The requirements for life support consumables and technology for providing them have been discussed extensively in great detail. Fundamental requirements for air are fairly well established, whereas requirements for water for lengthy Mars missions remain a matter of conjecture. For a Mars mission with 200-day transits to and from Mars and 560 days on the surface, the total amount of consumables needed for a crew of six is almost 200 mT. If no recycling or use of indigenous Mars resources are used, the required IMLEO would be at least 1400 mT, depending on assumptions made regarding propulsion and aero-assist. At 125 mT per launch, this would require more than a dozen launches merely for consumables.

Because the biological effects of exposure to space radiation are complex, variable from individual to individual, and may take years to show their full impact, definition of allowable exposure will always include considerable subjectivity.

Clearly, some degree of recycling will be possible based on current and evolving technology. Inevitably, this will require a physical plant and a back-up cache to account for losses in the process. Current estimates of the total mass of the environmental control and life support system (ECLSS) are estimated to be in the range 15–20% of the total mass of consumables provided. However, there is no certainty that such systems will be developed with the longevity and reliability needed for Mars missions, which differ from ISS and lunar applications where replacement units can be readily provided when the system breaks down, or where abort strategies allow rapid return to Earth in emergencies. Even under the most optimistic projections it seems likely that several launches will be required merely to supply life-support consumables.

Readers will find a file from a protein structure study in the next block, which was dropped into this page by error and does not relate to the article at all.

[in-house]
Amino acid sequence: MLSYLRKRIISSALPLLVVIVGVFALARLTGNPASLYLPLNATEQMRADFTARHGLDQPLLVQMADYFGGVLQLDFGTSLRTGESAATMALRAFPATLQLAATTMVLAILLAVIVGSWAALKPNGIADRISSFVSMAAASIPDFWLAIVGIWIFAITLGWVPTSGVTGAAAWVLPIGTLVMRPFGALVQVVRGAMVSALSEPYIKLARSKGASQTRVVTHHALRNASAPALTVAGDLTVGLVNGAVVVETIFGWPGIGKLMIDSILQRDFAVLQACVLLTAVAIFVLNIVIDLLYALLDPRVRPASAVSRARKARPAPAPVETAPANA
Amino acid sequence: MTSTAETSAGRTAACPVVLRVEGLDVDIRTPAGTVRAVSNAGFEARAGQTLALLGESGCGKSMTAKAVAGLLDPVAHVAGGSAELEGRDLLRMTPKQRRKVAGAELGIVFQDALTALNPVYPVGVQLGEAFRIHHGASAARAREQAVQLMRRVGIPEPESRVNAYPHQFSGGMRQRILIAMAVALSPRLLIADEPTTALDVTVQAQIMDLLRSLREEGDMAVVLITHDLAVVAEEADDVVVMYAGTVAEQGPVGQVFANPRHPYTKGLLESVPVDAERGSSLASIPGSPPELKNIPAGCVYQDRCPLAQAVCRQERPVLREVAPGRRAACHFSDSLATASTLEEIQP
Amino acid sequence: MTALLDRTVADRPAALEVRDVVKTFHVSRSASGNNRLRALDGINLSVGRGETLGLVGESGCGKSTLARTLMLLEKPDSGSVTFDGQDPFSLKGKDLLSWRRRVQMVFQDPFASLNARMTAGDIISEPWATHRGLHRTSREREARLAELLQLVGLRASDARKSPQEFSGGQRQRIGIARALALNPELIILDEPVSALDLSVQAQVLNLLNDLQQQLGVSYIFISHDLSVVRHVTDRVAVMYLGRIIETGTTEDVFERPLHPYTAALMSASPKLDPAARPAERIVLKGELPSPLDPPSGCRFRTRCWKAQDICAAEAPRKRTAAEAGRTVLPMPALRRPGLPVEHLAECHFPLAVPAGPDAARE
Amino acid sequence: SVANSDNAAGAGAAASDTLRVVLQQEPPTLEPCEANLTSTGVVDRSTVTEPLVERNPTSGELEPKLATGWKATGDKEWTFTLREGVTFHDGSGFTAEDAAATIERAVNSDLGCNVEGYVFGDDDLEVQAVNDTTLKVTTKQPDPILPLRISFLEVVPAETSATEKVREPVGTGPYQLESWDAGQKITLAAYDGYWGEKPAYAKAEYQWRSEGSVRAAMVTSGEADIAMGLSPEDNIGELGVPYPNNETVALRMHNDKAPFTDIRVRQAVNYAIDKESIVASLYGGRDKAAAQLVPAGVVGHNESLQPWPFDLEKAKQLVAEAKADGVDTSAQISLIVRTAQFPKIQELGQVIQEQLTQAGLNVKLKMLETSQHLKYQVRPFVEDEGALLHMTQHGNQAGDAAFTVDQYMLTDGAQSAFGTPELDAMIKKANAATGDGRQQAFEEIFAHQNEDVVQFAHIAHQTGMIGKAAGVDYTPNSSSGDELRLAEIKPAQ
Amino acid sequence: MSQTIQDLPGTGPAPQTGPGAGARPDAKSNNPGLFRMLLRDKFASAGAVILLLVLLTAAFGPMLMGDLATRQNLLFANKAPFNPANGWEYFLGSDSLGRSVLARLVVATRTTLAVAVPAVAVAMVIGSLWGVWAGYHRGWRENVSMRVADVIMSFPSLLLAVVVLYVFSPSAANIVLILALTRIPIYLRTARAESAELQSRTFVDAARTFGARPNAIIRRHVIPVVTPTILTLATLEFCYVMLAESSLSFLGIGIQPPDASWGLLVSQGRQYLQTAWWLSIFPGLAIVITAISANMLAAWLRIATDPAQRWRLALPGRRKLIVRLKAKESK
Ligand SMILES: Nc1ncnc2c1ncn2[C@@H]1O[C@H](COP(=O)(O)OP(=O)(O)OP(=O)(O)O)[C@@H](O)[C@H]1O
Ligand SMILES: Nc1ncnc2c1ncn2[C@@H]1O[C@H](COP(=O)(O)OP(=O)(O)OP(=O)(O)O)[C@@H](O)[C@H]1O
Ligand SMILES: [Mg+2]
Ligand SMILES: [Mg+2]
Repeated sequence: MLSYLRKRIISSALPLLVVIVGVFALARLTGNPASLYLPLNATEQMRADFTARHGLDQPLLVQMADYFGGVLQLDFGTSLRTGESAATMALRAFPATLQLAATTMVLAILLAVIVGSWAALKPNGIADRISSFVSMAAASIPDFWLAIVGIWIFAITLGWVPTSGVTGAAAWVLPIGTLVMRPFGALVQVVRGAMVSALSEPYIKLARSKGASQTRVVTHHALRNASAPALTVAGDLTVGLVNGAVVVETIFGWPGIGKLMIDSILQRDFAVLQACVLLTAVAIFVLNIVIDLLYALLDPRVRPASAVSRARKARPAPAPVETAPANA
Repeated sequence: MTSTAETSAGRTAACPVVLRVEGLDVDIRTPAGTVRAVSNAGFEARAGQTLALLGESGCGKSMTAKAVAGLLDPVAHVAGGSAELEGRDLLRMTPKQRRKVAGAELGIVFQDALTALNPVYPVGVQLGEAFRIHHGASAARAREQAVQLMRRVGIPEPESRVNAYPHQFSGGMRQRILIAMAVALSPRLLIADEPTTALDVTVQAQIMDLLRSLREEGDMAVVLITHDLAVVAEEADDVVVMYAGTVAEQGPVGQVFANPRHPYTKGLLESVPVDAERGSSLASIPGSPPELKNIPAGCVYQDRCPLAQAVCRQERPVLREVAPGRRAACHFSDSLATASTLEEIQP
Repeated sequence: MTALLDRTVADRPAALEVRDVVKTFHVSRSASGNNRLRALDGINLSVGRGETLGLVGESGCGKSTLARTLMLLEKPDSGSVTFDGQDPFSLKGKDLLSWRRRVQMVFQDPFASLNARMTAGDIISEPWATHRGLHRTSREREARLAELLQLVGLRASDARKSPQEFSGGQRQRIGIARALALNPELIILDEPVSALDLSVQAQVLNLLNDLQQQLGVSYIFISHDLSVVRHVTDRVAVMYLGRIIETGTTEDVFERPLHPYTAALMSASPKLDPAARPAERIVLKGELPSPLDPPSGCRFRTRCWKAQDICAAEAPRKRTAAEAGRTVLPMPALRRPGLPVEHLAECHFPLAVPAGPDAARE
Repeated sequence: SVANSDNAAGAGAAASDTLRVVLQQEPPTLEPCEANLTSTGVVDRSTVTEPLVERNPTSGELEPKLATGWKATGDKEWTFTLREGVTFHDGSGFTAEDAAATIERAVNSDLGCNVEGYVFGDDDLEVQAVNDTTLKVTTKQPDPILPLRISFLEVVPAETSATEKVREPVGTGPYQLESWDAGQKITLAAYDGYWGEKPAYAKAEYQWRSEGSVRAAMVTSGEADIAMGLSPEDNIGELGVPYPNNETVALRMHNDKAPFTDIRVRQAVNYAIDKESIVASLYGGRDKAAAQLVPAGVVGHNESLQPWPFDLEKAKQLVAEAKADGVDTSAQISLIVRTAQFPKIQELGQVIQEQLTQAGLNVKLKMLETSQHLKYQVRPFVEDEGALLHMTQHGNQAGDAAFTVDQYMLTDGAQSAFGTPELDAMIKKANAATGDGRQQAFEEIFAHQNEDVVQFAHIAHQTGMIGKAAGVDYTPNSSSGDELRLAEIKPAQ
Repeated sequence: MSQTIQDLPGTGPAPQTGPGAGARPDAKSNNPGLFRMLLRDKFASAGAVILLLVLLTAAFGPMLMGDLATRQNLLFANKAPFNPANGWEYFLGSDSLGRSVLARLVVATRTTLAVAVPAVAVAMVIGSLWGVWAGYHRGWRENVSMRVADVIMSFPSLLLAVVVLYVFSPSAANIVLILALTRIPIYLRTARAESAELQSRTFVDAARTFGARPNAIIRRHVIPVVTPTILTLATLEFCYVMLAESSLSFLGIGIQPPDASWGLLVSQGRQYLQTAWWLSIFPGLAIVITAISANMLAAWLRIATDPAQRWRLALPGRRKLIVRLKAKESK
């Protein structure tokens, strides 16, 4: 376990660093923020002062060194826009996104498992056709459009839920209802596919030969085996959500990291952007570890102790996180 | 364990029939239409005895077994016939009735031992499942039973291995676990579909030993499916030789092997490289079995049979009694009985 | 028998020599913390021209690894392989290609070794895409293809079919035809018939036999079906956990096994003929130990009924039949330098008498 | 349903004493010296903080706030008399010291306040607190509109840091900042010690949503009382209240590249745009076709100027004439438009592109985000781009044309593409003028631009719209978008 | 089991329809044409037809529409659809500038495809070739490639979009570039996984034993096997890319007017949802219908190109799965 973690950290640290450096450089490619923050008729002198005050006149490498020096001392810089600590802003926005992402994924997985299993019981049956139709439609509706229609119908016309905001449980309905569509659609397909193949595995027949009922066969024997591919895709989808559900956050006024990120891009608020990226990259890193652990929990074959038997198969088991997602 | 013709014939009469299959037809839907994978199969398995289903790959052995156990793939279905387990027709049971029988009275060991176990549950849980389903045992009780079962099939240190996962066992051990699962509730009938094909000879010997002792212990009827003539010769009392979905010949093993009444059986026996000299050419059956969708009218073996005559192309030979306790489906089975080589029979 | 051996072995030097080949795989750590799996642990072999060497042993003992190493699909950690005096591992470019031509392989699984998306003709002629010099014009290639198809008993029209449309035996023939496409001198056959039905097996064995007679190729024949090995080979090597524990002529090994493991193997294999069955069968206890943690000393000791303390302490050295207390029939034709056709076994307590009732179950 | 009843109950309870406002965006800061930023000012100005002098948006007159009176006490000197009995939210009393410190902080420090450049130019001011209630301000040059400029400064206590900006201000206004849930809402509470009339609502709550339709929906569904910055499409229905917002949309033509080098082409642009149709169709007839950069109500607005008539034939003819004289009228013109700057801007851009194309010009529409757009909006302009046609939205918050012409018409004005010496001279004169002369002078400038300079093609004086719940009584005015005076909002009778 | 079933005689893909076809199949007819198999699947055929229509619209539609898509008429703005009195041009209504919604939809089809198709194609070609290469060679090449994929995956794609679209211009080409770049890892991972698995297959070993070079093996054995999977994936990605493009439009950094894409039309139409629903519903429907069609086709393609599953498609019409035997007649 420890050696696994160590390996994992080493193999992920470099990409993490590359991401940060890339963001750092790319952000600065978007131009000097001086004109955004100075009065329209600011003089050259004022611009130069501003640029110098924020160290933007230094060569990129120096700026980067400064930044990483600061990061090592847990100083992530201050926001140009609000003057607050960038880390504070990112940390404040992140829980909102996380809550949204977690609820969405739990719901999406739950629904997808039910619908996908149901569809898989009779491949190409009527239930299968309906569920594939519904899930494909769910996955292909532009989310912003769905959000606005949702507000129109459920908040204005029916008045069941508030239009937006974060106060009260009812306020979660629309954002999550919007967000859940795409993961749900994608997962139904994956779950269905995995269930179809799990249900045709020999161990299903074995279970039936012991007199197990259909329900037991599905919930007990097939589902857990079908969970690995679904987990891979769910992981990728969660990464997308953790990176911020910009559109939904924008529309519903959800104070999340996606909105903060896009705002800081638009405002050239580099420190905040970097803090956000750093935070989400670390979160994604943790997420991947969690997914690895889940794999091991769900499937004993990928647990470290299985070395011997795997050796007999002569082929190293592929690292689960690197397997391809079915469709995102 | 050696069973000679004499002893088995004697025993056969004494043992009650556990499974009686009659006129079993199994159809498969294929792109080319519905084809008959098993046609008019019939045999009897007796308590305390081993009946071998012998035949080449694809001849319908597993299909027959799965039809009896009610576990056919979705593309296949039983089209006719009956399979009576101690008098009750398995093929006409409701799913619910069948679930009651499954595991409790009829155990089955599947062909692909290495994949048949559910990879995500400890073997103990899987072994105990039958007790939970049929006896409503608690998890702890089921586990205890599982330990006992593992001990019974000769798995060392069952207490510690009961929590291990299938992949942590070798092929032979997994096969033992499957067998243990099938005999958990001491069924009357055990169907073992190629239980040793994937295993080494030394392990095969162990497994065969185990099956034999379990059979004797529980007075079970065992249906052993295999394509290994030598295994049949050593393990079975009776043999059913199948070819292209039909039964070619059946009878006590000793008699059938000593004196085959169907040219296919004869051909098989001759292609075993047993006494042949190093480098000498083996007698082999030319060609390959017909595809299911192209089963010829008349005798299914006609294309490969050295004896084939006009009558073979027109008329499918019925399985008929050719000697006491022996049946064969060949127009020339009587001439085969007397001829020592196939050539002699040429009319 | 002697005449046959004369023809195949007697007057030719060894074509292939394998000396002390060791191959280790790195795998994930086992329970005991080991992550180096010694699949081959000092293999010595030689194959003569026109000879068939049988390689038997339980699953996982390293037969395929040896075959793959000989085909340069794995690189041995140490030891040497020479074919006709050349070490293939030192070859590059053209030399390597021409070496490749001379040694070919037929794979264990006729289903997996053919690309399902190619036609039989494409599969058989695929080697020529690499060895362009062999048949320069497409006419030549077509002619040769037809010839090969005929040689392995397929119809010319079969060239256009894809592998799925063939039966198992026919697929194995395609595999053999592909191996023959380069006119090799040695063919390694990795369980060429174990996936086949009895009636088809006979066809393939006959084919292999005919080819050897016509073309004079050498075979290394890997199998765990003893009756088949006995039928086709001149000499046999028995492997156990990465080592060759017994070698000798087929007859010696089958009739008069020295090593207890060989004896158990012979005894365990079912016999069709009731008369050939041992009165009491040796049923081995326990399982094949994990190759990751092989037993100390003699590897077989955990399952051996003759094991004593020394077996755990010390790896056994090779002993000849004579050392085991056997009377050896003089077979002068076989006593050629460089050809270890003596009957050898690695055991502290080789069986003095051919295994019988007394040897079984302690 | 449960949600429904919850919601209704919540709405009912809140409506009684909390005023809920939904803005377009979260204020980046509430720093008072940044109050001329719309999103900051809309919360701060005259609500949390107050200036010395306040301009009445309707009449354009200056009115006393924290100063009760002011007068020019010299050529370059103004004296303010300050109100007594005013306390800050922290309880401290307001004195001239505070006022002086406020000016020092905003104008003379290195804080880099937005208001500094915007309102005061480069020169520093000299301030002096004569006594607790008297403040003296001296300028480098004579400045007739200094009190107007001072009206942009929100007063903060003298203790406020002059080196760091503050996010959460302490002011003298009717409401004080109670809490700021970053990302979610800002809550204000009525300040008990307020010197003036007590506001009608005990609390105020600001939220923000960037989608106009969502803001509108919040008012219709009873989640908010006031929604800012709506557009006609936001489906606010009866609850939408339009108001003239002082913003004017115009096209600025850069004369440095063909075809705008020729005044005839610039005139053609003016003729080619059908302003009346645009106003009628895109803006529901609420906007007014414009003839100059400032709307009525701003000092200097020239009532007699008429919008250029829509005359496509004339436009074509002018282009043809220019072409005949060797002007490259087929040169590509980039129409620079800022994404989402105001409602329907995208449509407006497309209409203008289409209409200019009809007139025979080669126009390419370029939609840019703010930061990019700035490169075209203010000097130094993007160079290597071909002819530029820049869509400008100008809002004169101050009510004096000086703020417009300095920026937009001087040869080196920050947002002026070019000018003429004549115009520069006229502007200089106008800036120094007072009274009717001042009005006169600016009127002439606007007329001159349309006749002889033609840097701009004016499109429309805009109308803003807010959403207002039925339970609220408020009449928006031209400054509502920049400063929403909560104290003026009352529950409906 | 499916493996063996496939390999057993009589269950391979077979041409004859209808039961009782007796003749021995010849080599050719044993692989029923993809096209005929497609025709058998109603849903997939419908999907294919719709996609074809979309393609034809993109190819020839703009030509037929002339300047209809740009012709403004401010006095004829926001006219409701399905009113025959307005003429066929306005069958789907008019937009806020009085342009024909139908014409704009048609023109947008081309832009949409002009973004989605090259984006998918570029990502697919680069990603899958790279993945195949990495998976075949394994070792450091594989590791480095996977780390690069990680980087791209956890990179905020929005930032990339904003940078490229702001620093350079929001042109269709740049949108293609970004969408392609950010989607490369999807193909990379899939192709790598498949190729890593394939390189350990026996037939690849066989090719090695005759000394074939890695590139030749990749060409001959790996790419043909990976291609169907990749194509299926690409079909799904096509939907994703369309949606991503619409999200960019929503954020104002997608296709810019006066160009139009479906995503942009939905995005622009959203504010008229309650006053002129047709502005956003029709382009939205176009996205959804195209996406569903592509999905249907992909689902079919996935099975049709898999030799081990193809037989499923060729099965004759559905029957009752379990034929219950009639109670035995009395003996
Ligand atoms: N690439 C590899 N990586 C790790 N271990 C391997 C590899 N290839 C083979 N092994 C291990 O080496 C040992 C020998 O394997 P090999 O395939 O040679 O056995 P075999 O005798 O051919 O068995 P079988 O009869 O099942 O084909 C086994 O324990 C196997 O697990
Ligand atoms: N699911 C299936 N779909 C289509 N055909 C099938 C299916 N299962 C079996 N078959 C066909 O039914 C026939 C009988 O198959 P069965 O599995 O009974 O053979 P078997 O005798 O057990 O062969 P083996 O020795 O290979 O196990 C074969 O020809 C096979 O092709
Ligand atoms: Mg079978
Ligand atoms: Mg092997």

NASA programs to develop recycling systems for life support seem to be focused on achieving over 99-percent recycling, at least for water, if not air. However, for Mars missions, where replacement units are not a consideration and the survival of the crew is at stake for over 2.5 years without hope of servicing, the emphasis should be on longevity, reliability, and proven lifetime. A system that recycles at, say, 90% that is reliable may be far more valuable than one that recycles at 99.8% but is likely to break down.


The allowable limits to radiation exposure, and technology for providing radiation protection are discussed in great detail in this report, in which estimates were made of the allowable radiation levels in lunar and Mars missions, and these were compared with estimated doses for various levels of shielding. There are two major sources of radiation in space: galactic cosmic radiation (GCR) and solar particle events (SPE).

Because the biological effects of exposure to space radiation are complex, variable from individual to individual, and may take years to show their full impact, definition of allowable exposure will always include considerable subjectivity. Aside from the difficulty in quantifying the biological impacts of exposure to radiation in space, there is also subjectivity in defining how much risk is appropriate. The standards presently adopted by the NCRP for LEO are based on the assumption that the allowable dose for excess risk for fatal cancer due to radiation exposure is 3%. A number of investigators have prepared point estimates of dose under various circumstances and have compared these with the allowable limits. However the current trend is to replace the point estimate by the 95% confidence interval (CI), which is likely to increase the dose by up to a factor of three to four. There are no established guidelines for allowable radiation exposure in space beyond LEO, but it is common to extrapolate the LEO limits to deep space.